Mayan 'Apocalypse' Inspires Mark Driscoll's 'End of the World' To-Do List

Dec. 21, 2012 'Doomsday' Claims Dismissed by Mars Hill Pastor; NASA, Others Debunk Claims

Mark Driscoll
Pastor Mark Driscoll on the topic of sin during sermon at Mars Hill Church, Aug. 12, 2012. |

Mark Driscoll, pastor of Mars Hill Church in Seattle, Wash., has been amusing his Twitter followers with a series of tweets counting down to the much-hyped Mayan "apocalypse" expected by some to occur this Friday, Dec. 21, 2012.

The minister and bestselling author started tweeting last week about what things one might avoid or try to accomplish in light of an approaching cataclysmic event.

Driscoll's list of tweets were retweeted more than 2,000 times and marked as "favorites" by hundreds of followers on the social network.

The megachurch pastor wrote:

Just 8 days until the end of the world. No need to go through the fridge and check expiration dates anymore.

Just 7 days until the end of the world. Today's a good day to start that week-long vacation you have coming.

Just 6 days until the end of the world. No need to do the laundry.

Just 5 days until the end of the world. No need to start dieting now.

Just 4 days until the end of the world. Better hustle if you wanna finish your list of home improvement projects. Or just burn the list.

Just 3 days until the end of the world. No need to gas up the car.

Just 2 days until the end of the world. No need to pay the bills.

On Thursday, the eve of the so-called Mayan apocalypse, Driscoll had not tweeted any other suggestions for "end of the world" tasks to do or avoid.

Despite the levity, some observing claims made about Dec. 21, 2012, have been gripped with fear that Friday may actually spell doom for planet Earth.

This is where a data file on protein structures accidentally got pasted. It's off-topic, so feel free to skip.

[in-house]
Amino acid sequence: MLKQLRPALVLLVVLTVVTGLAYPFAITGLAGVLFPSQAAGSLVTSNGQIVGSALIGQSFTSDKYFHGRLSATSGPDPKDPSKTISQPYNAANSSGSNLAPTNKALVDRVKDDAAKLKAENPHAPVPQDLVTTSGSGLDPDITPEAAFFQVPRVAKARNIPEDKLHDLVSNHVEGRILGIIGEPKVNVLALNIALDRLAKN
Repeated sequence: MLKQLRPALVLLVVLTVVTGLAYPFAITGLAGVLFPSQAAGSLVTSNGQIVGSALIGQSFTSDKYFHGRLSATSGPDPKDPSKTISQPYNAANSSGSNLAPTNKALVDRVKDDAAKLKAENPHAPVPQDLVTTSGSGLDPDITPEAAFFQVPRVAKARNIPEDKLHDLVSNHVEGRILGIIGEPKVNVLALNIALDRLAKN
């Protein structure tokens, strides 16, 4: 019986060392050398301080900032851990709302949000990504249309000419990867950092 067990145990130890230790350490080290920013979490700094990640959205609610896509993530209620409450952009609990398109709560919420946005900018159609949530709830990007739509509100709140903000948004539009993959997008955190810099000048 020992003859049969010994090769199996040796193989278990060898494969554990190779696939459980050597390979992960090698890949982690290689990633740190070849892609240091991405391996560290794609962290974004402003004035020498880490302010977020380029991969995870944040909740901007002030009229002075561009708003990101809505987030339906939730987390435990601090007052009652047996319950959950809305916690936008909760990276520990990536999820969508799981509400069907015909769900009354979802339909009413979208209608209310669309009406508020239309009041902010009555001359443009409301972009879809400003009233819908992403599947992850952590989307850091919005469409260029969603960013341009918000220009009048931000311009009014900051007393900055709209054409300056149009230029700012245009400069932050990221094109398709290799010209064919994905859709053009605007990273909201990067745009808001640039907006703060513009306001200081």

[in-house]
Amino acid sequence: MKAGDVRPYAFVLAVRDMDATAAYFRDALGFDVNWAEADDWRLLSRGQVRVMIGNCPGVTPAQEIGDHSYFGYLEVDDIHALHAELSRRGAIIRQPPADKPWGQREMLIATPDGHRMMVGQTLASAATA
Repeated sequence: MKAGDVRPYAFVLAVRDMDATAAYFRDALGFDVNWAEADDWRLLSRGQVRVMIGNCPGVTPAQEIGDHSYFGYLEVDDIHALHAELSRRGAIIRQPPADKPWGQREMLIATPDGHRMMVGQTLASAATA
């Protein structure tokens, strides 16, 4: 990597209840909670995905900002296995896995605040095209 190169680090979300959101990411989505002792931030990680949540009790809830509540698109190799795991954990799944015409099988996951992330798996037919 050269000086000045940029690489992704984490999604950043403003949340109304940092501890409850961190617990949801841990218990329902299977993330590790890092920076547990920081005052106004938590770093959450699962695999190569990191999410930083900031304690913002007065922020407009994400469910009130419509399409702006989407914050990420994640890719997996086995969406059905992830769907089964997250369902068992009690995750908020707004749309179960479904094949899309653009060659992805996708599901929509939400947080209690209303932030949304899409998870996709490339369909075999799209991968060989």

The Mayan Long Count Calendar, at the center of the hysteria, records 13 cycles, the final one of which concludes on Dec. 21. While experts insist that the Mayans only marked the end of a cycle and not the world, others have insisted otherwise.

Experts, governments and organizations, such as NASA, the U.S. government and the Vatican, have spoken out to address those fears, emphatically assuring the concerned public that Dec. 21 will be a day like any other.

Christians have also been seeking to assure those fearful of the day, sharing passages from the Bible such as Matthew 24:36 in which Jesus discusses with his disciples the end of the world and his return to Earth.

"But about that day or hour no one knows, not even the angels in heaven, nor the Son, but only the Father," Jesus says in the passage.

Driscoll preached a sermon series last year on the Gospel of Luke with sermon entry titled "The Coming of the Kingdom". In the sermon, a clip of which is shown below, the pastor noted that Jesus informed his disciples of certain signs that would be apparent before the end comes.

"What people try to do is exactly what Jesus said we were not supposed to do, and that's take all the signs and try to put them together and predict when the end would be. People have been doing this since the days of the New Testament," said Driscoll, sharing how the Bible describes what many Christians refer to as the "end times".

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